Centrism Debate, Politics, Social Science

Universalism Not Centrism

The notion of “centrism” aims to stake out ideological ground between the extremes of contemporary left and right. But the centrism-extremism distinction fails to get at essential differences. Finding those means going deeper into Western intellectual history.

Ideologies are like organisms, and tracing their origins back to common ancestors starts with a system of classification based on careful observation and comparison. Our goal is ultimately to unravel the DNA of ideological movements. However before DNA, you need Darwin and Linnaeus.

So let’s start with some actual specimens of “centrism.” Here I mean ‘neo-Enlightenment’ thinkers like Sam Harris, Steven Pinker, George Will, Maajid Nawaz, Scott Alexander, Christina Hoff Sommers, Christopher Hitchens, Bret Stephens. And their ideas have a clear line of descent from core Enlightenment values, which are under attack from factions on the left and right today.

Anti-Enlightenment ideas are springing up from the left in: attempts to shut down speech in the academy, increasing toleration of violence in “anti-fascist” and “anti-racist” protests, and rhetorical strategies aimed at opponents’ racial or sexual attributes rather than the content of their ideas.

Likewise, from the right: economic protectionism, scapegoating of foreigners, conspiracy theories, and explicit neo-Nazism.

What’s wrong with the centrism-extremism lens on these three camps (e.g., as ably outlined here)? Centrism is said to be a “consistent philosophical system” based on the idea that “progress is best achieved by caution, temperance, and compromise, not extremism, radicalism, or violence.” Centrism is for constitutionalism over identity politics and absolutism. And it eschews “grand theories” whether of the altruistic-authoritarian or extreme-libertarian variety, in favor of a more “pragmatic” issue-by-issue analysis, rooted in science and evidence.

How are any of these propositions justified by a core principle of moderation? There is no fundamental account of what moderation means here. There is just a vague sense that whatever the mainstream views of our culture happen to be, centrism is somewhere around there, sufficiently far away from what crazy people with crude posters or frog memes think. But why our culture? Indeed, why the particular sub-culture of smart cosmopolitans rather than that of fly-over radio stations or intersectional poetry jams?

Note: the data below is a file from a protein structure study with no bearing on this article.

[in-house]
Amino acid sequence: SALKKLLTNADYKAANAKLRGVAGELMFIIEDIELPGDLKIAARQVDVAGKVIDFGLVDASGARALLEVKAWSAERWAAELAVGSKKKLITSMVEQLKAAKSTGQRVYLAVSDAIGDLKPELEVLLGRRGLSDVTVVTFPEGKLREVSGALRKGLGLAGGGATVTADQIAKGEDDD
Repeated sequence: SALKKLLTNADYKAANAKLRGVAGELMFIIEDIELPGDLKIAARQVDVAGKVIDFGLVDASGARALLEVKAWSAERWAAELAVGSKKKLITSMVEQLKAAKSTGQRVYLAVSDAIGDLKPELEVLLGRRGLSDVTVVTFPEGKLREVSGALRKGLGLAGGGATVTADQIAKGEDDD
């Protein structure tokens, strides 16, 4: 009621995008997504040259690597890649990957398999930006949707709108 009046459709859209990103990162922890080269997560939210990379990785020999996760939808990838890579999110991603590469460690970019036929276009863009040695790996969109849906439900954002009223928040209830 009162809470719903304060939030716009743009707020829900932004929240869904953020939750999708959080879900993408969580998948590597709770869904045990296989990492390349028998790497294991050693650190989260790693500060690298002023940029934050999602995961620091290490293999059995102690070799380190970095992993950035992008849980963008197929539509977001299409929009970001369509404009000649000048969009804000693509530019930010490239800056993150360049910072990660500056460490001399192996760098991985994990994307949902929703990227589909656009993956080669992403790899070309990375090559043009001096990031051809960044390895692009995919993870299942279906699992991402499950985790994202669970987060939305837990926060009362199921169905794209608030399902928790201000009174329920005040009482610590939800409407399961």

The American founders were in fact radicals not moderates — just ask George III. Of course so was Mao. The point is that we need a clear ideological criterion for distinguishing good revolutions from bad ones, which centrism fails to provide. Or good absolutisms (like free speech) from bad ones (like papal infallibility or the dogma that the sexes are psychologically indistinguishable).

Also, about the idea of defining a philosophical system on the simple, pragmatic basis of science and evidence, because that’s what works, not grand theories — it’s already been tried. Indeed it was called “pragmatism,” and it crashed at the epistemological dead-end of denying the very concept of “truth” (insofar as “truth” refers to mental objects having some kind of correspondence with external reality). Pragmatism is what produced Richard Rorty. But let us turn back down that road in a bit.

If centrism-extremism doesn’t provide a good taxonomy, how do we find one? Biology gives us a model. Richard Dawkins’ famous insight here is to think of ideas — “memes” as he coined the term, in its broader sense — as the genetic units of our constantly evolving belief systems, mutating and replicating like genes do.

Once biologists identified the biochemical mechanism of inheritance and mutation through DNA, a whole world of analysis opened up. They could sequence (partial) genomes from thousands of subjects and then perform detailed, quantitative studies on genetic similarities and differences using the mathematical technique of Principal Components Analysis (PCA). An example of the results of applying PCA in a study of 3000 European subjects is shown below. It identifies two main axes (PC’s) of genetic variation among these subjects, which allows you to visually depict them all on a two-dimensional map.

A “genetic map of Europe” showing the close connection between information extracted from genetic samples and the geography of sample donors.

What’s amazing is how closely this map, generated purely by looking at people’s genes not their addresses, corresponds to the actual map of Europe. Your genes alone are giving up the deep truths about where your ancestors were from in the world.